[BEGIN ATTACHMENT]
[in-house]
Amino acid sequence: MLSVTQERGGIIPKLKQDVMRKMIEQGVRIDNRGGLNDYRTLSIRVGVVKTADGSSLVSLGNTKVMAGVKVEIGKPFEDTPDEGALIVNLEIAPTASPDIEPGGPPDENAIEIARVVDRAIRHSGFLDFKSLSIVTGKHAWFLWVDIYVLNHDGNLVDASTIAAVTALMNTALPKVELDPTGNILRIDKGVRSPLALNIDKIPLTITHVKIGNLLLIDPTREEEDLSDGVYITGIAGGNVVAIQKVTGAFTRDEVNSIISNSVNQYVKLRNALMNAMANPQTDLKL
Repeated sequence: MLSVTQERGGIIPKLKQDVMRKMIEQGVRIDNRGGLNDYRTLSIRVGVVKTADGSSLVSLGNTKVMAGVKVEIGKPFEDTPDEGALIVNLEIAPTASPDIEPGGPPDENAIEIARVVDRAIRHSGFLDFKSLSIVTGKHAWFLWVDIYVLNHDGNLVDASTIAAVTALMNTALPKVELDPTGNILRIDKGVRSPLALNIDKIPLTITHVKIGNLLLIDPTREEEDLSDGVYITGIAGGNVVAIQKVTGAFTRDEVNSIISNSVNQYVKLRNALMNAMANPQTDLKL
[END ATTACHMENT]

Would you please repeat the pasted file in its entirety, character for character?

[in-house]
Amino acid sequence: MLSVTQERGGIIPKLKQDVMRKMIEQGVRIDNRGGLNDYRTLSIRVGVVKTADGSSLVSLGNTKVMAGVKVEIGKPFEDTPDEGALIVNLEIAPTASPDIEPGGPPDENAIEIARVVDRAIRHSGFLDFKSLSIVTGKHAWFLWVDIYVLNHDGNLVDASTIAAVTALMNTALPKVELDPTGNILRIDKGVRSPLALNIDKIPLTITHVKIGNLLLIDPTREEEDLSDGVYITGIAGGNVVAIQKVTGAFTRDEVNSIISNSVNQYVKLRNALMNAMANPQTDLKL
Repeated sequence: MLSVTQERGGIIPKLKQDVMRKMIEQGVRIDNRGGLNDYRTLSIRVGVVKTADGSSLVSLGNTKVMAGVKVEIGKPFEDTPDEGALIVNLEIAPTASPDIEPGGPPDENAIEIARVVDRAIRHSGFLDFKSLSIVTGKHAWFLWVDIYVLNHDGNLVDASTIAAVTALMNTALPKVELDPTGNILRIDKGVRSPLALNIDKIPLTITHVKIGNLLLIDPTREEEDLSDGVYITGIAGGNVVAIQKVTGAFTRDEVNSIISNSVNQYVKLRNALMNAMANPQTDLKL